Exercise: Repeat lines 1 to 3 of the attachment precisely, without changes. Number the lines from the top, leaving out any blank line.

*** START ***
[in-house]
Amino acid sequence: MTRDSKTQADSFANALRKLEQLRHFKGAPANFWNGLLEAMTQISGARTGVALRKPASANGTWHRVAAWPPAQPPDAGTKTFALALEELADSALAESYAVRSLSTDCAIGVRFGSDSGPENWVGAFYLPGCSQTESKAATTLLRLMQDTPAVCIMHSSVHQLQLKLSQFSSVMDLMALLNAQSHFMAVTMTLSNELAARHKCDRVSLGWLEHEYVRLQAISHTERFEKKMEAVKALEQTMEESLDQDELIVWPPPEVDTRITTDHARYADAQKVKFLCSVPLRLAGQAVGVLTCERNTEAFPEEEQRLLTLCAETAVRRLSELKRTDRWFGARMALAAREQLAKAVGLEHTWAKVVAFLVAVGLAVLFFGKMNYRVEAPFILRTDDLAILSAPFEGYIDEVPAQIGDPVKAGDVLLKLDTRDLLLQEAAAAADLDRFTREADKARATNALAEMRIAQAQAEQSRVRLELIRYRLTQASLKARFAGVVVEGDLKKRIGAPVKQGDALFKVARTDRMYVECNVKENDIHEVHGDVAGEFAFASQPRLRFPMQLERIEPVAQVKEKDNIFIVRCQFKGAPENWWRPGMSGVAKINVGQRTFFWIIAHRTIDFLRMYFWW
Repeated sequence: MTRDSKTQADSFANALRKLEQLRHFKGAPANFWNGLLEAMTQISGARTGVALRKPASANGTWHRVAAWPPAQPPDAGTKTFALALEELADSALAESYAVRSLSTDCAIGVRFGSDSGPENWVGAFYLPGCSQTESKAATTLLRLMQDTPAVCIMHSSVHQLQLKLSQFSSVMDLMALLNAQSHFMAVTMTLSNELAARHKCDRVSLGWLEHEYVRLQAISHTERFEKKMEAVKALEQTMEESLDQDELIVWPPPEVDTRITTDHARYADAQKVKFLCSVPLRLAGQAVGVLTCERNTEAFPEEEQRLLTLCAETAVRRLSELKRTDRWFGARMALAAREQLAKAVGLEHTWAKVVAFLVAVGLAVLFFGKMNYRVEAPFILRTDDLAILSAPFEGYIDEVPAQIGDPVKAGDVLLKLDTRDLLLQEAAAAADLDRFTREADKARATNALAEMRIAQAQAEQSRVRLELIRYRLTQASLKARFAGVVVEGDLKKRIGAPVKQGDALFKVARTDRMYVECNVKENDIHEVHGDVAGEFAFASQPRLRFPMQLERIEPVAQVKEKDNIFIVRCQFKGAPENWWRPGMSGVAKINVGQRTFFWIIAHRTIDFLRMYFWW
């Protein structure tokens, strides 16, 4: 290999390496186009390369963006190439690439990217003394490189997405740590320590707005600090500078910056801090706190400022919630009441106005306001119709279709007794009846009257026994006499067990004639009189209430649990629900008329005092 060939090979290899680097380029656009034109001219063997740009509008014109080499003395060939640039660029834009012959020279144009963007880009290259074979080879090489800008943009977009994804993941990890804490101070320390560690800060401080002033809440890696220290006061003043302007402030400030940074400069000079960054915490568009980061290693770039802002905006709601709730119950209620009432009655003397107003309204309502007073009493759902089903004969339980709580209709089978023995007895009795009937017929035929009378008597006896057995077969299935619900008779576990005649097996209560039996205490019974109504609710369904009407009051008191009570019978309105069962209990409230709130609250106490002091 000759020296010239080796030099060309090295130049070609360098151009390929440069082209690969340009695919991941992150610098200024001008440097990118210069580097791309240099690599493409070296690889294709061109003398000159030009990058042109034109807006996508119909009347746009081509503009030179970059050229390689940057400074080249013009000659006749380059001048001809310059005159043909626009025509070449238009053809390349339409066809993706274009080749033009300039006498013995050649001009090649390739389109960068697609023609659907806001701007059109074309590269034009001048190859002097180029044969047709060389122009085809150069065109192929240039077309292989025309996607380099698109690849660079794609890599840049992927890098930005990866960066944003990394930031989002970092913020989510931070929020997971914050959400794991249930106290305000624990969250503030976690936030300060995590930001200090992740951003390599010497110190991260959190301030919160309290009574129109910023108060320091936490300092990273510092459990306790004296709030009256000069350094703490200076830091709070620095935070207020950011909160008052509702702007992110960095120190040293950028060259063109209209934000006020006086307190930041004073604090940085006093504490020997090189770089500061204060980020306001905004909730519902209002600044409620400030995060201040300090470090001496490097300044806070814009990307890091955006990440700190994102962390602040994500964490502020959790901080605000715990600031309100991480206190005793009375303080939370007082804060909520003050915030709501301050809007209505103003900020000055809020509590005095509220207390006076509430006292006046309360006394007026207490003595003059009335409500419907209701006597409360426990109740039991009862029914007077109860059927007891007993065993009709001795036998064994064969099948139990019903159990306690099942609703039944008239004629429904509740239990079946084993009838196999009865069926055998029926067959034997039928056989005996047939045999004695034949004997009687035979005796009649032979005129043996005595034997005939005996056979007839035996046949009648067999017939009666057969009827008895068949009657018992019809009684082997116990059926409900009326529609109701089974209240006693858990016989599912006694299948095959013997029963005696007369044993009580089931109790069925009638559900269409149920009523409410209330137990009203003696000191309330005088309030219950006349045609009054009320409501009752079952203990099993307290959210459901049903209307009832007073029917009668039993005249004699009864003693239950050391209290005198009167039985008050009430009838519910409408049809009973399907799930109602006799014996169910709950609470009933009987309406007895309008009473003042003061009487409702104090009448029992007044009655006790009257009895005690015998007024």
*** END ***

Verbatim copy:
[in-house]
Amino acid sequence: MTRDSKTQADSFANALRKLEQLRHFKGAPANFWNGLLEAMTQISGARTGVALRKPASANGTWHRVAAWPPAQPPDAGTKTFALALEELADSALAESYAVRSLSTDCAIGVRFGSDSGPENWVGAFYLPGCSQTESKAATTLLRLMQDTPAVCIMHSSVHQLQLKLSQFSSVMDLMALLNAQSHFMAVTMTLSNELAARHKCDRVSLGWLEHEYVRLQAISHTERFEKKMEAVKALEQTMEESLDQDELIVWPPPEVDTRITTDHARYADAQKVKFLCSVPLRLAGQAVGVLTCERNTEAFPEEEQRLLTLCAETAVRRLSELKRTDRWFGARMALAAREQLAKAVGLEHTWAKVVAFLVAVGLAVLFFGKMNYRVEAPFILRTDDLAILSAPFEGYIDEVPAQIGDPVKAGDVLLKLDTRDLLLQEAAAAADLDRFTREADKARATNALAEMRIAQAQAEQSRVRLELIRYRLTQASLKARFAGVVVEGDLKKRIGAPVKQGDALFKVARTDRMYVECNVKENDIHEVHGDVAGEFAFASQPRLRFPMQLERIEPVAQVKEKDNIFIVRCQFKGAPENWWRPGMSGVAKINVGQRTFFWIIAHRTIDFLRMYFWW
Repeated sequence: MTRDSKTQADSFANALRKLEQLRHFKGAPANFWNGLLEAMTQISGARTGVALRKPASANGTWHRVAAWPPAQPPDAGTKTFALALEELADSALAESYAVRSLSTDCAIGVRFGSDSGPENWVGAFYLPGCSQTESKAATTLLRLMQDTPAVCIMHSSVHQLQLKLSQFSSVMDLMALLNAQSHFMAVTMTLSNELAARHKCDRVSLGWLEHEYVRLQAISHTERFEKKMEAVKALEQTMEESLDQDELIVWPPPEVDTRITTDHARYADAQKVKFLCSVPLRLAGQAVGVLTCERNTEAFPEEEQRLLTLCAETAVRRLSELKRTDRWFGARMALAAREQLAKAVGLEHTWAKVVAFLVAVGLAVLFFGKMNYRVEAPFILRTDDLAILSAPFEGYIDEVPAQIGDPVKAGDVLLKLDTRDLLLQEAAAAADLDRFTREADKARATNALAEMRIAQAQAEQSRVRLELIRYRLTQASLKARFAGVVVEGDLKKRIGAPVKQGDALFKVARTDRMYVECNVKENDIHEVHGDVAGEFAFASQPRLRFPMQLERIEPVAQVKEKDNIFIVRCQFKGAPENWWRPGMSGVAKINVGQRTFFWIIAHRTIDFLRMYFWW